Understanding Pastoral Theology

                       On pastoral theology 

Introduction

1. Pastoral theology is a discipline within the ecclesiastical studies of the Catholic Church for those who are preparing for consecrated and ordained ministry. Since 1965, after Vatican II, all the this course is also offered to the baptized Catholics who wish to respond to God’s call to engage themselves fulltime in the pastoral ministry of the diocese and/or the parish.

Keys Elements in Pastoral Theology

2. Since pastoral theology is a theology with a corpus of knowledge in relation to the different ministries in the Church. Thomas G. Oden (1983:11) argues that it involves a method of pastoral reflection which resort to Scripture, traditions, reason and experience, in order to better understand God’s revelation in history of the world.

(a) Scripture:  it is the self-communication of God to humankind in terms of the canonical books of the Bible, both in the Old and New Testaments.

(b) Traditions: it is the understanding of the Church in relation to the Scripture, comprising of the teachings of the Church ancestors, papal writings, the various documents of the Councils (e.g. Vatican II), the writings of the Asian Bishops (known as FABC documents, 1971 till 2004) and Bishops of the local Church of Malaysia, Singapore and Brunei.

(c) Reason: a faculty of the human person created with intelligence to engage in a theological reflection on God’s Word and the Church’s traditions in relation to what are the events in our lives, both personal and collective, local and global.

(d) Experience: can be personal (a woman and a Christian) and collective (the Chinese in SS 2; the Mandarin-speaking Catholics of Holy Rosary Church). These life-experiences, personal and collective, “are themselves profoundly influenced by both the Christian faith and the surrounding cultures.” (James D.& Evelyn Eaton Whitehead, 1995:5)  The surrounding cultures refer to the “convictions, values and biases” (Ibid) including the political, economic, social and religious incidences, both local, regional and global, that form the social setting in which we do our pastoral ministry and thus influence our pastoral theology as well.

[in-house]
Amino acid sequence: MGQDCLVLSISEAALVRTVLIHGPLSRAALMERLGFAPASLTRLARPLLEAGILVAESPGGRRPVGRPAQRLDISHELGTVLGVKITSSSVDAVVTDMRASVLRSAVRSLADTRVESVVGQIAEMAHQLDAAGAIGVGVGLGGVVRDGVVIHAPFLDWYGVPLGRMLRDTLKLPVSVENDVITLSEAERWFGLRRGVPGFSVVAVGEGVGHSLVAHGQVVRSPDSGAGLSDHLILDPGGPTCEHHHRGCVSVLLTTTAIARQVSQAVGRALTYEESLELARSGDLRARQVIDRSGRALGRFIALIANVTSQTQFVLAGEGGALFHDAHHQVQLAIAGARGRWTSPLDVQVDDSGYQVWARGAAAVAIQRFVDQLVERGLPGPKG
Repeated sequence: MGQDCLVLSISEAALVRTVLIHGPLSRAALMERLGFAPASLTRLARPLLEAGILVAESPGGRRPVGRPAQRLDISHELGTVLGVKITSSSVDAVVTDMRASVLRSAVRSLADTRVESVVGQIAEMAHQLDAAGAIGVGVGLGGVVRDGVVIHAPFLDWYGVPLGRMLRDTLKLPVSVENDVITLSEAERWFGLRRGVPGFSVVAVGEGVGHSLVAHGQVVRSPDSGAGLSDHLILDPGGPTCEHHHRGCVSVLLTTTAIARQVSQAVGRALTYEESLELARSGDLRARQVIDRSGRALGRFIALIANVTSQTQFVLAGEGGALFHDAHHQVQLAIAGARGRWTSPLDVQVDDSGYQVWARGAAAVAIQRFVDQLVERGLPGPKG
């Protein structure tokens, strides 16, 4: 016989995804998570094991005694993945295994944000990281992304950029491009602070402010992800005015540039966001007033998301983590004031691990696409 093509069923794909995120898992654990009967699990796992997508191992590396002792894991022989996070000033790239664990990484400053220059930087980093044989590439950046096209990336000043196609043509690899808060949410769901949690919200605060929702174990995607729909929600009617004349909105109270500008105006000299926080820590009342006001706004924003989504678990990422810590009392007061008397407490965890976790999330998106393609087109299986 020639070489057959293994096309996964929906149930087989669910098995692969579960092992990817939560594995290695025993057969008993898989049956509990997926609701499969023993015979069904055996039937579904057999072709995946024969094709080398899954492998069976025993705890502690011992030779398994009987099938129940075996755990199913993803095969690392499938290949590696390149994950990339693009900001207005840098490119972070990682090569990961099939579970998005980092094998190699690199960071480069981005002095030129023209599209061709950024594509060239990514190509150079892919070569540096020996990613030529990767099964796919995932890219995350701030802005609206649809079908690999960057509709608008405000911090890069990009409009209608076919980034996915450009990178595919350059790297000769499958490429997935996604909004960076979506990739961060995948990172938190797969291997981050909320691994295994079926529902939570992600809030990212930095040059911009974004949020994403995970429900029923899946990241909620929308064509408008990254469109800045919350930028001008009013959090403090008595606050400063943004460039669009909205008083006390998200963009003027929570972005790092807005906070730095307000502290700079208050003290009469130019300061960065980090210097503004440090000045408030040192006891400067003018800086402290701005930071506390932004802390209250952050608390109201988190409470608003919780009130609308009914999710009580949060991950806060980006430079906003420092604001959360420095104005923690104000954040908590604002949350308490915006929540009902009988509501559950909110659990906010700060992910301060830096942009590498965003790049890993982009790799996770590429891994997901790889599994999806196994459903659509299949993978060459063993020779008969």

Centrality of God in Scripture as Pastor Par Excellence

3. Pastoral theology informs Catholics who are in the pastoral ministry of the parish that we have to learn first and foremost from God who pastor (look after) the people of Israel:  “I will give you shepherds after my own heart” Jeremiah 3:15; Ezekiel 34:23; “I will set shepherds over them [my sheep] who will care for them, and they shall fear no more, nor be dismayed” Jeremiah 3:4; Ezekiel 3:11. Finally God offers the Son as the best example of shepherding. Jesus describes himself as the Good Shepherd (John 10:11): “I know my own and my own knows me… and I lay down my life for my sheep.” “The sheep that belongs to me listen to my voice: I know them and they follow me. I give them eternal life (John 10:14, 15, 27-28).  

4. From the gospels and Acts of the Apostles, we learn that the evangelists (Mark, Matthew, Luke and John) have already given us some biblical knowledge which is the foundation of pastoral theology.

(i) A Calling to be God’s Shepherds:  Jesus told Peter: “From now on it is people that you will catch.” (Luke 5:10)

(ii) Newness of God’s reign: “No one tears a piece from a new cloak to put it on an old cloak…No new wine must be put in fresh skins.” (Luke 5:36)

(iii) Human Beings are more important: “The Sabbath was made for persons and not persons for the Sabbath.” (Mark 2:27) “The Son of man is master of the Sabbath” (Luke 6:5) And Jesus said to the Jewish leaders: “is it permitted on the Sabbath do good, or to do evil; to save life or to destroy it?” (Luke 6:11)